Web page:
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Cozy Mysteries

 

By Kathy Pillatzki
Assistant Director
Henry County Library System

  I love a cozy mystery. I enjoy a gritty, challenging read as much as the next person, but sometimes you just want to curl up with a mental puzzle that’s good, clean fun. You may not feel up to detailed autopsy information a la Patricia Cornwell or Kathy Reichs, but you’re up for a little amateur sleuthing. Cozies are a sub-genre of the murder mystery category with a minimum of bloodshed. Dead bodies aplenty, but nothing too graphic, and not much overt violence or profanity.

  Think of Agatha Christie’s Miss Marple series, or the TV show Murder, She Wrote, and you’ll have the idea. There are even sub-sub-genres such as the British cozy, the historical cozy, and others centered on particular hobbies or occupations. They all have some elements in common, though. The main characters are always amateurs who just happen to get involved in a murder investigation. Often they are innocent-bystander type witnesses to a crime. They usually have a personal connection to a professional investigator: a close friend or significant other who’s a detective, journalist, or medical examiner, which gives them access to inside information about the crime.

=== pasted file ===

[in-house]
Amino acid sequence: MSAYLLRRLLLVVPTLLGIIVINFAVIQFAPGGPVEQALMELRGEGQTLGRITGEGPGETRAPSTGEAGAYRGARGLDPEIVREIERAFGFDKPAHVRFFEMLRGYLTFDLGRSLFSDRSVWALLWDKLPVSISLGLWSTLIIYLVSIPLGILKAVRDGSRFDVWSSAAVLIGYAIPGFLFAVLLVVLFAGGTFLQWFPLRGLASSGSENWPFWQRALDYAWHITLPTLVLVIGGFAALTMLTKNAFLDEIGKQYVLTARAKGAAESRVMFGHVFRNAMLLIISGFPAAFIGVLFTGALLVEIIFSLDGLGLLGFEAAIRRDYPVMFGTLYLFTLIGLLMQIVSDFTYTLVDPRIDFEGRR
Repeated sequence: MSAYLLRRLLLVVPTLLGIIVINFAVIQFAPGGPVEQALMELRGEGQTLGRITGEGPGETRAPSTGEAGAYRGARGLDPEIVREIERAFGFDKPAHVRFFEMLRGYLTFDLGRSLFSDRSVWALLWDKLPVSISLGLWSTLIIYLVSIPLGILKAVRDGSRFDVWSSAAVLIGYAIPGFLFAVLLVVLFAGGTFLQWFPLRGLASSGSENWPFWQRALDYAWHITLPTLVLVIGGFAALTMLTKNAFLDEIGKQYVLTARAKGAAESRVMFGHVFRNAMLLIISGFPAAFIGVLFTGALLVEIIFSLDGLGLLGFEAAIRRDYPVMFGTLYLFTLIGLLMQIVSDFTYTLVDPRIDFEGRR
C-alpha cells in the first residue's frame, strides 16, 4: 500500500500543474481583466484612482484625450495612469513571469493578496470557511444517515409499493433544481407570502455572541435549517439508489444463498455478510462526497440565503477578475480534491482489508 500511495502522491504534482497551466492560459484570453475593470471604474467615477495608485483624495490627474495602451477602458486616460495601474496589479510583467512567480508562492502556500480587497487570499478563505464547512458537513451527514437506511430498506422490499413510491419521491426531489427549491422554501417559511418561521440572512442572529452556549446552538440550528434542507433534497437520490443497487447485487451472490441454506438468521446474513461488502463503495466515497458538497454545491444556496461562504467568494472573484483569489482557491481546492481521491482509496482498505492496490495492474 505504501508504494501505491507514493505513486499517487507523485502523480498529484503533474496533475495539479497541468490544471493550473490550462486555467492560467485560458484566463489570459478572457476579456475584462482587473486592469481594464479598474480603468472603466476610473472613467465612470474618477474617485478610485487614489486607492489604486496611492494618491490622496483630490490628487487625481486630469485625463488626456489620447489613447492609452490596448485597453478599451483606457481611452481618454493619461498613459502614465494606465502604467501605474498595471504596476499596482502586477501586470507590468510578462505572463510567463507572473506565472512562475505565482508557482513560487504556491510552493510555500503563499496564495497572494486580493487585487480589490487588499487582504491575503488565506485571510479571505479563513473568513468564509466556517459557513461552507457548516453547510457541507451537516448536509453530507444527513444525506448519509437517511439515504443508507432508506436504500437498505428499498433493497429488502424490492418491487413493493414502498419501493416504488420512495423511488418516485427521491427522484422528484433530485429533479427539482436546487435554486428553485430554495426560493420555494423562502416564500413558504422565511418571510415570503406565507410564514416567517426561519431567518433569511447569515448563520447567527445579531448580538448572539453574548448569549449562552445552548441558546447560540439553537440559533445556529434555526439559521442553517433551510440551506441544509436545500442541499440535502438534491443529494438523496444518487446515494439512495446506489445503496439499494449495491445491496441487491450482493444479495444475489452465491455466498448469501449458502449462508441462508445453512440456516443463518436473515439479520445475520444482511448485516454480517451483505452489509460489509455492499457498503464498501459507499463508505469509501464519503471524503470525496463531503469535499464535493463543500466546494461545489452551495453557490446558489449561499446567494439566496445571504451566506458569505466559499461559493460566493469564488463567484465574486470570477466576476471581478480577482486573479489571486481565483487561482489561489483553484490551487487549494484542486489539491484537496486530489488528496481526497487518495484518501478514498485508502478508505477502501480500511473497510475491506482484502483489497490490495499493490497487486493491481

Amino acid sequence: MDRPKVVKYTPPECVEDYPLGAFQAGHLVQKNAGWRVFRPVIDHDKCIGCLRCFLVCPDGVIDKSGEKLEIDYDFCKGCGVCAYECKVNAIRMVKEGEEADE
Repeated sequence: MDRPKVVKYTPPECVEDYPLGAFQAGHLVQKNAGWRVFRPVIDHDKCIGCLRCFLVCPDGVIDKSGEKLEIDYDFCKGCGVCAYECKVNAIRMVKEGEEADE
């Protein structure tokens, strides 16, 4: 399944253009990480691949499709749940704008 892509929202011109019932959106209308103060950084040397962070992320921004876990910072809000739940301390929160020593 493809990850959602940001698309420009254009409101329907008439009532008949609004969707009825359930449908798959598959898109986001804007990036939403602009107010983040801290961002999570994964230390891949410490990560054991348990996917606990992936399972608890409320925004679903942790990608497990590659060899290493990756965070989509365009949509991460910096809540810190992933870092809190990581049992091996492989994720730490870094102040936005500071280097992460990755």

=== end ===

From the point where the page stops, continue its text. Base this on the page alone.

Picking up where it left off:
One of my particular favorites is the Charles Lenox historical series by Charles Finch. Lenox is a well-to-do Victorian gentleman who solves crimes as a hobby. Not for money, mind you, because that would be vulgar, but merely as a pastime and out of a sense of personal honor. The entire series, beginning with The September Society, is reminiscent of the Sherlock Holmes tales, in the best possible way.

  Another popular cozy series with a contemporary setting is Laura Childs’ Tea Shop Mysteries. Set in Charleston and beginning with Death by Darjeeling, this series follows tea shop owner Theodosia Browning and her friends and employees as they navigate the many mysteries that crop up among the elite of Charleston society. I’m not much of a tea drinker, but Childs’ books inevitably make me crave a hot cup of something exotic. Recipes for the delights served at the tearoom are included.

  Child has also launched two other series, the Scrapbooking Mysteries, set amid a shop that sells scrapbook supplies, and The Cackleberry Club series, which takes place in a café dedicated to egg dishes but also includes information about knitting and books. Book lovers will also appreciate the Booktown Mysteries by Lorna Barrett, beginning with Murder is Binding.

  Antiques lovers will enjoy the Josie Prescott Antiques Mysteries by Jane K. Cleland. Set in a New Hampshire auction house, this series features intriguing mysteries, well-developed characters, and a wealth of information about antiques. Similarly, Lea Wait’s Antique Print Mysteries will guarantee that you never look at an old book the same way again, starting with Shadows at the Fair.

  Simon Brett is one of the modern masters of the British cozy. His Feathering Series, beginning with The Body on the Beach, features a truly odd couple: prim and proper retiree Carol and her new-agey, free spirit neighbor, Jude. This unlikely pair keeps both readers and suspects on their toes. Fans might also enjoy the Constable Evans series by Rhys Bowen.

  This is by no means a comprehensive list. Cozy mysteries are enormously popular, and your nearest library has shelves full for your enjoyment. Ask about these, or ask the staff to recommend their favorites!

 

 

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